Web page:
In the Fishbowl: Domestic Violence and Celebrities

Earlier this year, celebrity chef Nigella Lawson got into the news not with a new book or outstanding achievement, but because her husband viciously choked her in public during an argument. Unforgettably, several years ago, pop star Rihanna became front-page news because of an incident with her boyfriend, Chris Brown. Domestic violence happens in celebrity relationships just as it does in civilian ones, so to speak, except that it’s a lot more public, and it becomes a lot more loaded and complex—especially, as in Rihanna’s case, when it involves a woman of colour as a victim, or a man of colour as a perpetrator.

Many people are uneasy talking about and confronting domestic violence, something they seem to think should be confined behind closed doors. And it often is, because many abusers know that their security lies in being abusive where no one can see them, and in keeping their victims cowed so they can’t respond, escape, or self-advocate. Yet, public acts of domestic violence actually occur all the time, with bystanders rarely intervening or commenting.

Except when it comes to celebrities. Thanks to living in a world where you are constantly surrounded by people with a proprietary sense of ownership, celebrities have a hard time going anywhere without being photographed, captured on video, and stalked not just by the media but by fans and by people who want to hurt them. So when an act of domestic violence involving celebs does occur in public, it’s instantly recorded by scores of cameras, and it’s instantly transmitted to the world; a quick video uploaded on YouTube, a photograph on Twitter, a breaking news update on a gossip rag. It’s repeated and magnified and quickly analysed and discussed.

Pushed into the limelight like that, celebrities who have experienced domestic violence are put into a very uncomfortable and awkward place. Instead of being able to process what is happening and make independent decisions that are the best for themselves and their relationships, they’re expected to leave their partners immediately, to release statements, to become spokespeople for the anti-domestic violence movement. As the clock ticks, people become more and more infuriated. Why hasn’t she said something yet? Why hasn’t she donated to an anti-domestic violence charity? Why are they still together?

If you make the wrong move here, the public will jump all over you. But you’re also trying to navigate a relationship and what may be a complex set of emotions and issues—are you a parent? How are you going to deal with the needs of your children while your family is receiving such focused media attention? How are you going to get to safety when it will be a cinch for your partner to find you again? How do you leave someone if your estates are closely entangled, as is common with celebrity couples? How do you leave someone if you also have a business relationship, and need to think about ongoing contracts and business commitments that will require careful legal action?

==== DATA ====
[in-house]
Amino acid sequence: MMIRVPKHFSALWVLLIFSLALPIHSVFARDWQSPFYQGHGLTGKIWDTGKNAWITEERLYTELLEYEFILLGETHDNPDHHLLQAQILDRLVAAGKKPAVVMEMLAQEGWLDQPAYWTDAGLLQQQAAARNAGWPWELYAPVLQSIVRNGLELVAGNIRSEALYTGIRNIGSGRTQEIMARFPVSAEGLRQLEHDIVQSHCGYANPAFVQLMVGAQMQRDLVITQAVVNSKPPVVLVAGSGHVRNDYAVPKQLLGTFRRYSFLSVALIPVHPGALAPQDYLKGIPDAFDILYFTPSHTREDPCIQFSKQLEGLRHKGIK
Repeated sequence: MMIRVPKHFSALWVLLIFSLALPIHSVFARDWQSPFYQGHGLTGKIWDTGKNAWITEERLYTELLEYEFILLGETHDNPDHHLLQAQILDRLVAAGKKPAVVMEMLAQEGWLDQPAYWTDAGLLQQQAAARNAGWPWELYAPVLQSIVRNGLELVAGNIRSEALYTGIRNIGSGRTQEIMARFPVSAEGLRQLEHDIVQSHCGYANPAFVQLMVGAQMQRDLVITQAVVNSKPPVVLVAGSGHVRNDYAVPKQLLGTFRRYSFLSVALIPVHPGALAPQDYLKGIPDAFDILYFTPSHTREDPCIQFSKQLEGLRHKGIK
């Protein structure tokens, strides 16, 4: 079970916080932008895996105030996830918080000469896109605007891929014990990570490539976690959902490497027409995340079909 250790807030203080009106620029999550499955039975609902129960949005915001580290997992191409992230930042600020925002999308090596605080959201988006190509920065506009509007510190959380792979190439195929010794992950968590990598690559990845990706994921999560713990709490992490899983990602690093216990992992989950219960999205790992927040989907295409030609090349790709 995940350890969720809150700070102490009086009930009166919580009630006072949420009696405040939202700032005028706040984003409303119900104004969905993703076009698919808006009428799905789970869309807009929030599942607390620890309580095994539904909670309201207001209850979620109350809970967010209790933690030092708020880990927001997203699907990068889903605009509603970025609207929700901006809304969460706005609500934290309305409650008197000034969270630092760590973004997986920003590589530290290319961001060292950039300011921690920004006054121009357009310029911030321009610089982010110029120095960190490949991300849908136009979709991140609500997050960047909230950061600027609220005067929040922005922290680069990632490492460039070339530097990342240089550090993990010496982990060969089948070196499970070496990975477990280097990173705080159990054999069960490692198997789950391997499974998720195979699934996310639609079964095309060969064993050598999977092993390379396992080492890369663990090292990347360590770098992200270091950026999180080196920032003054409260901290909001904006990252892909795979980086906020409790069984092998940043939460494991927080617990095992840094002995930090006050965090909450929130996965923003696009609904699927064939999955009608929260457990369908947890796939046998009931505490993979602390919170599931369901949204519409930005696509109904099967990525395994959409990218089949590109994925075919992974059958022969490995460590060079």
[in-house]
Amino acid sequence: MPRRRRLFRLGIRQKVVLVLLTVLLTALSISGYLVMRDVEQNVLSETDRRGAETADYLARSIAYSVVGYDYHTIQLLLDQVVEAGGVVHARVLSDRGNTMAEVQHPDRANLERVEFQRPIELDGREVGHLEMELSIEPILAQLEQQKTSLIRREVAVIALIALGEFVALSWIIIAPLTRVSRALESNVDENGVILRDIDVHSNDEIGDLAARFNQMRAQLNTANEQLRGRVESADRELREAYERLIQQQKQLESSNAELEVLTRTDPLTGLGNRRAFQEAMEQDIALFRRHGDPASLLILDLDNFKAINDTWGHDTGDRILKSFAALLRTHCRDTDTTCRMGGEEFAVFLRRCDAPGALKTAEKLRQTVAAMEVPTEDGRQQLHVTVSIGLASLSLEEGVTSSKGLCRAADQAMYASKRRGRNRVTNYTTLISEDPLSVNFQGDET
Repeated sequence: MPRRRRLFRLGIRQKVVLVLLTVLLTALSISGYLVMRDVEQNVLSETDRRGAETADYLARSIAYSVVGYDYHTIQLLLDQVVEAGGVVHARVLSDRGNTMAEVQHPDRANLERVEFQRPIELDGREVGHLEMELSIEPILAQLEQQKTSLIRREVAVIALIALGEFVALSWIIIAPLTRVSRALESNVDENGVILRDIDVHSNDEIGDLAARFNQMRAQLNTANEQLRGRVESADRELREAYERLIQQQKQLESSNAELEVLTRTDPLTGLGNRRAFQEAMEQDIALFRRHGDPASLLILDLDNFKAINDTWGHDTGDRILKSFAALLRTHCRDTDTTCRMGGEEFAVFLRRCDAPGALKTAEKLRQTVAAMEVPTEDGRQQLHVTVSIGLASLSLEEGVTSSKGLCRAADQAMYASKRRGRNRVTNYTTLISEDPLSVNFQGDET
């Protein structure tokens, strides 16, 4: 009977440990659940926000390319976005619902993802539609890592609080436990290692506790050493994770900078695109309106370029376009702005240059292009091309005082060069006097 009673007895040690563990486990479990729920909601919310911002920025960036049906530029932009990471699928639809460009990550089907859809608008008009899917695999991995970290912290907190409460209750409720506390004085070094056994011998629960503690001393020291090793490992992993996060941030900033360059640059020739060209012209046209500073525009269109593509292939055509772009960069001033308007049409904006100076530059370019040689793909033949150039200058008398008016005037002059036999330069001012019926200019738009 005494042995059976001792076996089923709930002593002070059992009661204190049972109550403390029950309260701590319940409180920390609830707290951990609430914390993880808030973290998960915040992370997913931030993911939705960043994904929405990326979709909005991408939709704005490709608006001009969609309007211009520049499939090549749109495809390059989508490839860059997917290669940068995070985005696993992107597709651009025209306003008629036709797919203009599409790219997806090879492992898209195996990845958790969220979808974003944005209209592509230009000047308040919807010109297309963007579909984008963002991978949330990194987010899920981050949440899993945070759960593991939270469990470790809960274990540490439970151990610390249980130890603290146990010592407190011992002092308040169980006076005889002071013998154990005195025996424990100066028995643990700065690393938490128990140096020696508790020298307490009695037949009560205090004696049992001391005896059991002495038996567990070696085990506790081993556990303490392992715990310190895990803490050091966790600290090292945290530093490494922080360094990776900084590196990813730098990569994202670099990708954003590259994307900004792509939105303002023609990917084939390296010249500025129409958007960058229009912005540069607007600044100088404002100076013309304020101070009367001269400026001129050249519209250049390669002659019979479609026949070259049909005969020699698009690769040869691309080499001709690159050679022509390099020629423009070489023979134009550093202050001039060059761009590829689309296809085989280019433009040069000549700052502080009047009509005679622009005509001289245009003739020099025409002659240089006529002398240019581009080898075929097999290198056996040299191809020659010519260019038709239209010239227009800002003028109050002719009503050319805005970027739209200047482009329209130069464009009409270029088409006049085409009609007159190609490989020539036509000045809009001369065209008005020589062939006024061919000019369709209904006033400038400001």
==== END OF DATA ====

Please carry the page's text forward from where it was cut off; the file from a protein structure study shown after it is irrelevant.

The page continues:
And for women of colour, the issue becomes even more loaded, thanks to social attitudes. First Chris Brown was the target, then Rihanna was for not responding for domestic violence in the ‘right’ way. White critics continue to demonise Chris Brown, while remaining surprisingly complacent about white men who have committed violence against women and are also celebrities; what’s good for Sean Connery, apparently, is not good for Chris Brown. White men who abuse their partners, who go on violent tirades, who threaten women, don’t experience the same kind of career problems Chris Brown has—and the women who choose to work with them or to stay with them haven’t become targets of abuse like Rihanna has.

Domestic violence is a really complicated and snarly issue. It would be nice if everything could be simple and we could just say that any incident of domestic violence can and should result in the abused partner leaving immediately, and being safe and secure. It would be nice if people could sever their personal and professional ties neatly and without any consequences, if children and pets could be immediately safe, if there were no potential economic, social, or political consequences to domestic violence incidents. But the fact is that victims of domestic violence face a lot of tangled external pressures as well as internal emotions.

Yes, even when they are celebrities. Even when the violence occurs in public and it’s obvious and outside viewers think the celebrity must be absurd if she didn’t identify what happened as domestic violence. Because outsiders aren’t privy to other things that may be going on within the relationship, such as the history of abuse (or lack thereof) that may have preceded the incident, and the complex ties between the partners. All they say is the quick screenshot from a video, and it looks awful, and it makes you want to scream ‘get away,’ but it’s not that simple. It’s never that simple.

When celebrities are pressured to respond quickly to domestic violence incidents they’re involved in, it reinforces some dangerous cultural attitudes. It’s often the perpetrator who speaks first, coming up with some kind of excuse, while the victim scrabbles for something to say. The expectation that victims be immediately accountable for what happened strays dangerously close to victim-blaming, and the demands that people do something immediately reflects a poor understanding of the potential volatility of domestic violence situations. It’s never easy to make decisions about which move is the best one, not for celebrities or anyone else.

Which isn’t to say that domestic violence should continue to be swept under the rug without comment or discussion, but rather to note that it’s unreasonable to demand so much of celebrities during emotional and complex times in their lives. They are, after all, humans as well.